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The Renku Sessions: Pilgrims' Stride 15

renkuchainWelcome to The Renku Sessions. Renku is a participatory literary game, following a set of rules that are implemented by the leader of the session. If you would like to learn more about renku go here. And if you would like to see a sample of a complete renku go here.

I’m John Stevenson, and I will serve as your guide for this session, a thirty-six verse (kasen) renku. I have supplied the opening verse (hokku) and each week I will select an additional verse from among those submitted prior to the Tuesday deadline.

Twenty-one poets have produced sixty-two potential verse fifteen entries. Many really resonant images are contained in verses offered by both regular contributors and some newcomers. An example of the latter would be whispering / so the neighbors / can’t hear by Meli Kyriakos. I also lingered over cries of joy and pain / and the smell of piss rising / from the subway mouth by mark harris, sweeping up / discarded tickets / from the station floor by Stella Pierides, with a wary eye / the zoo-keeper / sweeps the concrete pens by Sue Richards, and this portion / brought to you / by Monsanto (Christopher Patchel). I was intrigued by Jennifer Sutherland’s three ways / to sharpen / a kitchen knife but, with silverware mentioned in verse four, felt I must pass on it. Same goes for Scott Mason’s the subway grate / claiming another / stiletto – a great verse but perhaps not for a renku in which the hokku contains the phrase “pilgrims’ stride.” (Yes, I am aware that a stiletto is also a knife.)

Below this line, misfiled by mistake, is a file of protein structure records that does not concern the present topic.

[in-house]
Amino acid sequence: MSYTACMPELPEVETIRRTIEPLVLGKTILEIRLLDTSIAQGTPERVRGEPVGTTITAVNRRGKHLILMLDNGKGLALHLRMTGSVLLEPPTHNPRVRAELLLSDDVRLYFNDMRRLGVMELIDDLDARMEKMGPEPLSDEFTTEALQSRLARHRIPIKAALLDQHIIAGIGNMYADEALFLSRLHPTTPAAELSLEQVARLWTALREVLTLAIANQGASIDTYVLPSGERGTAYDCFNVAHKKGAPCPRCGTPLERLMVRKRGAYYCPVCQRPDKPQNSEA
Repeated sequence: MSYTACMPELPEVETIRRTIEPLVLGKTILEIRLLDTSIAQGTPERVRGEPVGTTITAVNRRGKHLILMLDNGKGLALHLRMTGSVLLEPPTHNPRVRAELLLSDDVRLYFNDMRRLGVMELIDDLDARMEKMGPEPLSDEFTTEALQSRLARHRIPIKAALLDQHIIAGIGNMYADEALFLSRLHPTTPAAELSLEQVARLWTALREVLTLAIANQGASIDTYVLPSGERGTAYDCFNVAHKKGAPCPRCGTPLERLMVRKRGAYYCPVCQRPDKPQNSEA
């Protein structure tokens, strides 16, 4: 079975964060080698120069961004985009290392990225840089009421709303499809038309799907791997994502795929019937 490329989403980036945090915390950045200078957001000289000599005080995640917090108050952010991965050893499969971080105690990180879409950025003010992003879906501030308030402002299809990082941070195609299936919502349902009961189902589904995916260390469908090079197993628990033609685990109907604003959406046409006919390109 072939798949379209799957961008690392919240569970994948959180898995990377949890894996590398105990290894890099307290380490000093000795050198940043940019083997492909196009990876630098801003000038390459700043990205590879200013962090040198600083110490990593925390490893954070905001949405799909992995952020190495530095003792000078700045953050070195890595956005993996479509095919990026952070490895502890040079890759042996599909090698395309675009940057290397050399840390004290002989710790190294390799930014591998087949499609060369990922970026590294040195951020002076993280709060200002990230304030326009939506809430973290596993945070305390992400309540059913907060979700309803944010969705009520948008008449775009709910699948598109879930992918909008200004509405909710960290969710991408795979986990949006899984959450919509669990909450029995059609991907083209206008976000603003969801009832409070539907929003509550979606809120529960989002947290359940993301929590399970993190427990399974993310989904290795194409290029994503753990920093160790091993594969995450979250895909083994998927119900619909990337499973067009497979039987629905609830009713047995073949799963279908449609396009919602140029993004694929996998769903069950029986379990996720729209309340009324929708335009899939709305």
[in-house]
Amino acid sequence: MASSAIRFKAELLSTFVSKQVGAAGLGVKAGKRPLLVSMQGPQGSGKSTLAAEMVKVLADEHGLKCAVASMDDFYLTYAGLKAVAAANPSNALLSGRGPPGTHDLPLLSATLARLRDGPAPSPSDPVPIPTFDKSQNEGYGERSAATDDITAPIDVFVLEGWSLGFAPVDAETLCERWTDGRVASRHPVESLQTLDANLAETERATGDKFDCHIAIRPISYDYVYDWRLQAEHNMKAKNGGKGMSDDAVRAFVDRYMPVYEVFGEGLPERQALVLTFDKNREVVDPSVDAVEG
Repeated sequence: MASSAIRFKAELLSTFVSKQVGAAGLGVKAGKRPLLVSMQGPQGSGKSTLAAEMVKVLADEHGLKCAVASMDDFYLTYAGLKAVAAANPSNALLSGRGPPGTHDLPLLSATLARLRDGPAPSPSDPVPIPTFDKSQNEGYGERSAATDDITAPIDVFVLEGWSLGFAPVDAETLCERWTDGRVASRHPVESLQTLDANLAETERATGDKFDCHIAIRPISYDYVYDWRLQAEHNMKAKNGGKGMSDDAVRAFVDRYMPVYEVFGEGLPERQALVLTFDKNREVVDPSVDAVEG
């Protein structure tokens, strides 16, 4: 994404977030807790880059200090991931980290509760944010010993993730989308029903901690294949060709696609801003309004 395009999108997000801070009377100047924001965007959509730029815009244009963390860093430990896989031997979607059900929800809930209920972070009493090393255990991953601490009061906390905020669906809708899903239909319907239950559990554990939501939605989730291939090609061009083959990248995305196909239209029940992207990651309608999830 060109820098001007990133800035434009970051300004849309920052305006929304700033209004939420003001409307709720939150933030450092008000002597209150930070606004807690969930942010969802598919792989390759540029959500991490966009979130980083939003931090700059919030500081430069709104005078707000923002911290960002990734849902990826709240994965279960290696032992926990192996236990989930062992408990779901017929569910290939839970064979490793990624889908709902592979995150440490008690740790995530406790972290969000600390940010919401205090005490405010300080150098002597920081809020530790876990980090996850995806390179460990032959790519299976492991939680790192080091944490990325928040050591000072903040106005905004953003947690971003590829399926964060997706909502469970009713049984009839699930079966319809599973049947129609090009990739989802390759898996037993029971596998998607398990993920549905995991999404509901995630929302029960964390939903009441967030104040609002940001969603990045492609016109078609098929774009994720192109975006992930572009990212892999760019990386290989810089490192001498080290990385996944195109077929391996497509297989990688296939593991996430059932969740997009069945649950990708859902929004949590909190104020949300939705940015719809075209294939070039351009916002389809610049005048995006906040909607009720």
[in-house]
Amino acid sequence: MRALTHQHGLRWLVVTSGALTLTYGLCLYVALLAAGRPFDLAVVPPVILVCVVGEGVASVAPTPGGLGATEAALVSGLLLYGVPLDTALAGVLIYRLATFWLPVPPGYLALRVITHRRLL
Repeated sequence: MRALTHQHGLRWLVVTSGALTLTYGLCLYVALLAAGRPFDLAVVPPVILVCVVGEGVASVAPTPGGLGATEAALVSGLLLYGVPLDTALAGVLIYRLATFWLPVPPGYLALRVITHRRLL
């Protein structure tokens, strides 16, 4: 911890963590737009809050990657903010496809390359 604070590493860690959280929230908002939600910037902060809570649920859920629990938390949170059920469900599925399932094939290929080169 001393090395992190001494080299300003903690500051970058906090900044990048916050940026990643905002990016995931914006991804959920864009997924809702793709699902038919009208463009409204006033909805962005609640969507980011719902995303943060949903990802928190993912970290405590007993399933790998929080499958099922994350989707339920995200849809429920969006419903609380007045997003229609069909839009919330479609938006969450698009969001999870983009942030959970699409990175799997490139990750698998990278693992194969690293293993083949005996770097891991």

While all of the above were tempting, the final choice was between two. One appears below and the other was leaving the tattoo parlour / with a tiger / on his back by Jennifer Sutherland. Her verse really offers the urban snarl that I was looking for.

Our fifteenth verse comes from Christopher Patchel. The situation depicted is familiar to almost anyone who has an e-mail account and pinning it to a fish in a frying pan is great fun!

Here is the verse you must link to:

a wealthy prince
exiled in Nigeria
soliciting my help

    –Christopher Patchel

The next verse, the sixteenth, is also non-seasonal. (In case it is helpful to know it, the seventeenth will be a spring blossom verse.) Since the verse fifteen selection I have made is not overtly an urban image, we could still perhaps use a strong urban image at this point. Here are the formal requirements for verse sixteen:

  • Non-seasonal image (not containing any of the words or phrases from our season word list)
  • Written in two lines, without a cut
  • Linking with the fifteenth verse, and only the fifteenth verse
  • Shifting widely to a new topic and setting

Add your suggested two-line link below, in the Comments box. You have until midnight EST, Tuesday, June 17, 2014. You may submit as many verses as you like, but please use a new comment box for each one. I will announce my selection for the next link on Thursday, June 19 here on the blog, and provide information and instructions for submitting the next link.

What We’ll Be Looking For — Throughout the Session